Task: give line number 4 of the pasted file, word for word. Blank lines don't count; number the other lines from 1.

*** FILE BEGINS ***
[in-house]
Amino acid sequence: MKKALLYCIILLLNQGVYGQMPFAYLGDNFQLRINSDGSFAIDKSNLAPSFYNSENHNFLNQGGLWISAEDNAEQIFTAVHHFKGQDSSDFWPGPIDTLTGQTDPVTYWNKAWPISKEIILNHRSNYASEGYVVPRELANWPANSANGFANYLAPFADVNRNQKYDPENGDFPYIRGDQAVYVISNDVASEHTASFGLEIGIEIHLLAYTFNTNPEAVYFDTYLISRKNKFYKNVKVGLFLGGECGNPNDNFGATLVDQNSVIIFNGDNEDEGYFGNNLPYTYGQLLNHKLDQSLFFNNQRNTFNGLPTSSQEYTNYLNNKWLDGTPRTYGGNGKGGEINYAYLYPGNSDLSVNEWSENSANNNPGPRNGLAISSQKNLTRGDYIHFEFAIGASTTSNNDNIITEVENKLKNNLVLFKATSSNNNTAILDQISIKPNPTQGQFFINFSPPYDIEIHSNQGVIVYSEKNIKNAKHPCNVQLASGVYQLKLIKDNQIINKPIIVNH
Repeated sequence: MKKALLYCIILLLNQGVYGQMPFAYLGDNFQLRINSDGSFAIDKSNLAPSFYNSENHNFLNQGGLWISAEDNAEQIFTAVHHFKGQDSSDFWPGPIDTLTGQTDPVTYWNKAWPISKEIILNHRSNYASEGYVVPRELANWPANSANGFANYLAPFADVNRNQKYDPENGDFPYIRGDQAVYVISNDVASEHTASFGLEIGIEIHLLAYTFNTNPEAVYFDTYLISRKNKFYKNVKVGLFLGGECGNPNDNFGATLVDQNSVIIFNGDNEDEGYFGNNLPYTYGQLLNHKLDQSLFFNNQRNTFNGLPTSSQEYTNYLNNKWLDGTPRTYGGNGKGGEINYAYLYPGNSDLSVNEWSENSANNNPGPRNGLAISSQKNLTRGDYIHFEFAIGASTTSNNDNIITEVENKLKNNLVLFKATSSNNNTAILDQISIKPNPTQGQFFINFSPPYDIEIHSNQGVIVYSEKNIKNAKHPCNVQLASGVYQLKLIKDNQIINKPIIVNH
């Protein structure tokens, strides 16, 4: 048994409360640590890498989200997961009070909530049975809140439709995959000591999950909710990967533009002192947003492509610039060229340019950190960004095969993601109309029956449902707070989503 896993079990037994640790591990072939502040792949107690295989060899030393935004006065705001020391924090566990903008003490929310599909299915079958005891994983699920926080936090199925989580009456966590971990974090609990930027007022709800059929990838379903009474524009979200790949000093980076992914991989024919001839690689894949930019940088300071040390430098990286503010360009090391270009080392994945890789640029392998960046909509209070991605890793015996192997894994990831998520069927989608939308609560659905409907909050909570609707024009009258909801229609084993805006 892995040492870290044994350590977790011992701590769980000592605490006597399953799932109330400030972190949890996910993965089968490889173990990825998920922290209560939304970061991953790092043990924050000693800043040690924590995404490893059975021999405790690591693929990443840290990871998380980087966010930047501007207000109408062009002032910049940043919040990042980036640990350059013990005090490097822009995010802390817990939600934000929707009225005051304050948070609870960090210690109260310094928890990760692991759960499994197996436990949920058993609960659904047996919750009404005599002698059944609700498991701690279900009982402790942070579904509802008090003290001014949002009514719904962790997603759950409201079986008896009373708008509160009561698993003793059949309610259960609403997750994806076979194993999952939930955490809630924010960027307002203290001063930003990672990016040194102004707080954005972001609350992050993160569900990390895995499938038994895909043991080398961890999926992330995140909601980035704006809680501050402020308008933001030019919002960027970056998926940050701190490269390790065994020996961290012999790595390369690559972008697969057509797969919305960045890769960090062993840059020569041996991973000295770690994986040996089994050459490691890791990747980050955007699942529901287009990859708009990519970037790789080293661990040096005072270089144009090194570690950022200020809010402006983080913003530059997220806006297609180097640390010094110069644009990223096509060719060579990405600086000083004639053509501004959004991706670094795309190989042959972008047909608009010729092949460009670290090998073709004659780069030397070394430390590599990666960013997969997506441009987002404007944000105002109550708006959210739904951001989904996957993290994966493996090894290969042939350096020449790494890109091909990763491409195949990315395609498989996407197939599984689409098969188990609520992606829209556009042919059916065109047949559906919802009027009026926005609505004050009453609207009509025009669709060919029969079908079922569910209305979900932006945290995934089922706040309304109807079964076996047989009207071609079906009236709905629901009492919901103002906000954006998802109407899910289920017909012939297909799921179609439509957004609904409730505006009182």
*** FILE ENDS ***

């Protein structure tokens, strides 16, 4: 048994409360640590890498989200997961009070909530049975809140439709995959000591999950909710990967533009002192947003492509610039060229340019950190960004095969993601109309029956449902707070989503 896993079990037994640790591990072939502040792949107690295989060899030393935004006065705001020391924090566990903008003490929310599909299915079958005891994983699920926080936090199925989580009456966590971990974090609990930027007022709800059929990838379903009474524009979200790949000093980076992914991989024919001839690689894949930019940088300071040390430098990286503010360009090391270009080392994945890789640029392998960046909509209070991605890793015996192997894994990831998520069927989608939308609560659905409907909050909570609707024009009258909801229609084993805006 892995040492870290044994350590977790011992701590769980000592605490006597399953799932109330400030972190949890996910993965089968490889173990990825998920922290209560939304970061991953790092043990924050000693800043040690924590995404490893059975021999405790690591693929990443840290990871998380980087966010930047501007207000109408062009002032910049940043919040990042980036640990350059013990005090490097822009995010802390817990939600934000929707009225005051304050948070609870960090210690109260310094928890990760692991759960499994197996436990949920058993609960659904047996919750009404005599002698059944609700498991701690279900009982402790942070579904509802008090003290001014949002009514719904962790997603759950409201079986008896009373708008509160009561698993003793059949309610259960609403997750994806076979194993999952939930955490809630924010960027307002203290001063930003990672990016040194102004707080954005972001609350992050993160569900990390895995499938038994895909043991080398961890999926992330995140909601980035704006809680501050402020308008933001030019919002960027970056998926940050701190490269390790065994020996961290012999790595390369690559972008697969057509797969919305960045890769960090062993840059020569041996991973000295770690994986040996089994050459490691890791990747980050955007699942529901287009990859708009990519970037790789080293661990040096005072270089144009090194570690950022200020809010402006983080913003530059997220806006297609180097640390010094110069644009990223096509060719060579990405600086000083004639053509501004959004991706670094795309190989042959972008047909608009010729092949460009670290090998073709004659780069030397070394430390590599990666960013997969997506441009987002404007944000105002109550708006959210739904951001989904996957993290994966493996090894290969042939350096020449790494890109091909990763491409195949990315395609498989996407197939599984689409098969188990609520992606829209556009042919059916065109047949559906919802009027009026926005609505004050009453609207009509025009669709060919029969079908079922569910209305979900932006945290995934089922706040309304109807079964076996047989009207071609079906009236709905629901009492919901103002906000954006998802109407899910289920017909012939297909799921179609439509957004609904409730505006009182």